Regular readers would know that we’ve devoted several QBs to discussing inflation. And although it appears to be on the retreat in most general measures, inflation is proving to be sticky in the food sector – indeed, food price inflation has been stubbornly persistent, and falls in commodity and energy costs have not appeared to feed through to grocery baskets.
This matters, particularly for those households which live paycheck to paycheck. Furthermore, there is perhaps no political variable more important than the price of food: I can recall elections in India being determined by the price of onions, and uprisings in Africa occurring because of the price of bread. No government will be seen as legitimate by people who cannot afford to feed their families. So it is bad news that just as the price of energy is coming down from its extreme peaks last year, and households are beginning to feel those costs dissipate somewhat, food price inflation in much of the world remains stubbornly high.
The most recent food inflation is mostly a global story. Food commodity prices soared during Russia’s scale invasion of Ukraine last year, just like energy prices, and in part because of them, but also because of the Russian theft and blockade of Ukrainian food exports. From a European perspective, eurozone food price inflation was 16% year-on-year in April. In the US, less internationally open than Europe’s economies and the world’s most efficient food producer, food price growth jumped last year too but to a lower and earlier peak, and started falling in recent months.
The latest inflation data in Australia show food price inflation at around 8% in the March quarter, down from 9% in the December quarter. But food price inflation hurts emerging markets most, raising the risk of civil unrest with echoes of the Arab spring and putting policy makers in a bind between stepping up with fiscal support to ease the pain on their populations or preserve government finances.
The UN Food and Agriculture Organization’s (FOA) food price index shows that global food commodity prices peaked a year ago and have fallen by around one-fifth since then. So far, this positive development has not fully benefited the most vulnerable consumers. The price increases are particularly painful for less wealthy households because food is an essential part of their budgets. Lower income households tend to be hit harder because they typically spend a greater portion of their incomes on food.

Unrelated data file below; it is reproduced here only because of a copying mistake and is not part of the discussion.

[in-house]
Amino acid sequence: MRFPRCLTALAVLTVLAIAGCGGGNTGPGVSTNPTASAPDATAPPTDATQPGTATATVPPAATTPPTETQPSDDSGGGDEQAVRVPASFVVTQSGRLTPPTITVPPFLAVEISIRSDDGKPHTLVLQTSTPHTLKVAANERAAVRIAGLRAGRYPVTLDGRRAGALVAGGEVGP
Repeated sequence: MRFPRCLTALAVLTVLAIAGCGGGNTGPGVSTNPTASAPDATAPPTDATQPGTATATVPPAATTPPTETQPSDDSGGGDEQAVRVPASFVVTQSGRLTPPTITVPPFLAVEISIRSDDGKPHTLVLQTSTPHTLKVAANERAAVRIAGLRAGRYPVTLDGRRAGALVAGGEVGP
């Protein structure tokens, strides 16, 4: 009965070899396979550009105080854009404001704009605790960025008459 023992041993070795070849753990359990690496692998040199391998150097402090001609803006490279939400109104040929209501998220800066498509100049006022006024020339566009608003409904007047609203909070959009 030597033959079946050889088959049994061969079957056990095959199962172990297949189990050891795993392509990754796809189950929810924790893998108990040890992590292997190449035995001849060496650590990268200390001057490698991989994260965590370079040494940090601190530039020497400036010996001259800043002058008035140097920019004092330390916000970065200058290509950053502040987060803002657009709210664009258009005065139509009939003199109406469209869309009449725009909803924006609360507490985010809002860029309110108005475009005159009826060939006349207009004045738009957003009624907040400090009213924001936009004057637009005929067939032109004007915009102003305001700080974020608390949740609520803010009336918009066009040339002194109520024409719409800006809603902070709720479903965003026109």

UN FOA World Food Price Index – over Ten Years
Source: Trading Economics
While throughout 2022 and early 2023, global food prices have eased, this hasn’t necessarily reflected in prices at local markets in countries experiencing the most severe food insecurity. Countries that rely on food imports and have low foreign reserves are at greatest risk. Costly agricultural input materials (e.g. fertiliser), labour, and energy also contribute to high food costs.
Not unexpectedly, the food gap between advanced and developing economies is growing. Developed countries tend to have stronger currencies and better access to credit, meaning food supplies and input materials are more affordable and accessible. The most vulnerable countries, however, are often forced to work with institutions like the IMF (and no, that’s NOT Impossible Mission Force, rather, the International Monetary Fund) to secure financing to pay for imports. Different countries have varying degrees of success in these negotiations, but it’s generally a challenging path as meeting IMF requirements is often constrained by political considerations at home.
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